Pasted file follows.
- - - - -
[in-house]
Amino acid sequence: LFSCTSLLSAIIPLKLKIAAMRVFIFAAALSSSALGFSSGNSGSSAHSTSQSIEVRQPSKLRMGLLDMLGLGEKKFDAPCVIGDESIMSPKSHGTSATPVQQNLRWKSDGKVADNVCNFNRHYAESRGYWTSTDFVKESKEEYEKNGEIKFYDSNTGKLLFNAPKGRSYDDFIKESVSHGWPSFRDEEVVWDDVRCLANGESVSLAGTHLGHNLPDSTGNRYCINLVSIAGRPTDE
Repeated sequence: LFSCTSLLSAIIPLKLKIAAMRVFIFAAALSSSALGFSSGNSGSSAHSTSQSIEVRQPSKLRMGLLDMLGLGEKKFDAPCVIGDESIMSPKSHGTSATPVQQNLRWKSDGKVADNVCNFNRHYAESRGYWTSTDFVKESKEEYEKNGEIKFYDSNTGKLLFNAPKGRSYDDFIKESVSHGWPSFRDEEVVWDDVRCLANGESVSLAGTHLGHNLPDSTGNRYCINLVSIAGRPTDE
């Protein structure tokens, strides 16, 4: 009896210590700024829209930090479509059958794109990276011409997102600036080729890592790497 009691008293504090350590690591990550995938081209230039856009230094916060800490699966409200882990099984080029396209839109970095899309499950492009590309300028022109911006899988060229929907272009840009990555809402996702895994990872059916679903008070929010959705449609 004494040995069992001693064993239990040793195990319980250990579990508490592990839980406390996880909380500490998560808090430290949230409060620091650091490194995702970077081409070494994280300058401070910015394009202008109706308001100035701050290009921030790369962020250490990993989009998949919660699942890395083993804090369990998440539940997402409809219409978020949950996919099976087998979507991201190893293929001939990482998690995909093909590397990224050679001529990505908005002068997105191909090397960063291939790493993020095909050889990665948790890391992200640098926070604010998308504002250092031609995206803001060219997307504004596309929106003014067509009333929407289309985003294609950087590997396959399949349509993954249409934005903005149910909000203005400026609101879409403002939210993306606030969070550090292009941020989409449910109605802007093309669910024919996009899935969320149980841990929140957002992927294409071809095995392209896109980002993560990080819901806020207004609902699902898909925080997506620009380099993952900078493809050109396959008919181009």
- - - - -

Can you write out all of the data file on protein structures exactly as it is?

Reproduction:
[in-house]
Amino acid sequence: LFSCTSLLSAIIPLKLKIAAMRVFIFAAALSSSALGFSSGNSGSSAHSTSQSIEVRQPSKLRMGLLDMLGLGEKKFDAPCVIGDESIMSPKSHGTSATPVQQNLRWKSDGKVADNVCNFNRHYAESRGYWTSTDFVKESKEEYEKNGEIKFYDSNTGKLLFNAPKGRSYDDFIKESVSHGWPSFRDEEVVWDDVRCLANGESVSLAGTHLGHNLPDSTGNRYCINLVSIAGRPTDE
Repeated sequence: LFSCTSLLSAIIPLKLKIAAMRVFIFAAALSSSALGFSSGNSGSSAHSTSQSIEVRQPSKLRMGLLDMLGLGEKKFDAPCVIGDESIMSPKSHGTSATPVQQNLRWKSDGKVADNVCNFNRHYAESRGYWTSTDFVKESKEEYEKNGEIKFYDSNTGKLLFNAPKGRSYDDFIKESVSHGWPSFRDEEVVWDDVRCLANGESVSLAGTHLGHNLPDSTGNRYCINLVSIAGRPTDE
């Protein structure tokens, strides 16, 4: 009896210590700024829209930090479509059958794109990276011409997102600036080729890592790497 009691008293504090350590690591990550995938081209230039856009230094916060800490699966409200882990099984080029396209839109970095899309499950492009590309300028022109911006899988060229929907272009840009990555809402996702895994990872059916679903008070929010959705449609 004494040995069992001693064993239990040793195990319980250990579990508490592990839980406390996880909380500490998560808090430290949230409060620091650091490194995702970077081409070494994280300058401070910015394009202008109706308001100035701050290009921030790369962020250490990993989009998949919660699942890395083993804090369990998440539940997402409809219409978020949950996919099976087998979507991201190893293929001939990482998690995909093909590397990224050679001529990505908005002068997105191909090397960063291939790493993020095909050889990665948790890391992200640098926070604010998308504002250092031609995206803001060219997307504004596309929106003014067509009333929407289309985003294609950087590997396959399949349509993954249409934005903005149910909000203005400026609101879409403002939210993306606030969070550090292009941020989409449910109605802007093309669910024919996009899935969320149980841990929140957002992927294409071809095995392209896109980002993560990080819901806020207004609902699902898909925080997506620009380099993952900078493809050109396959008919181009």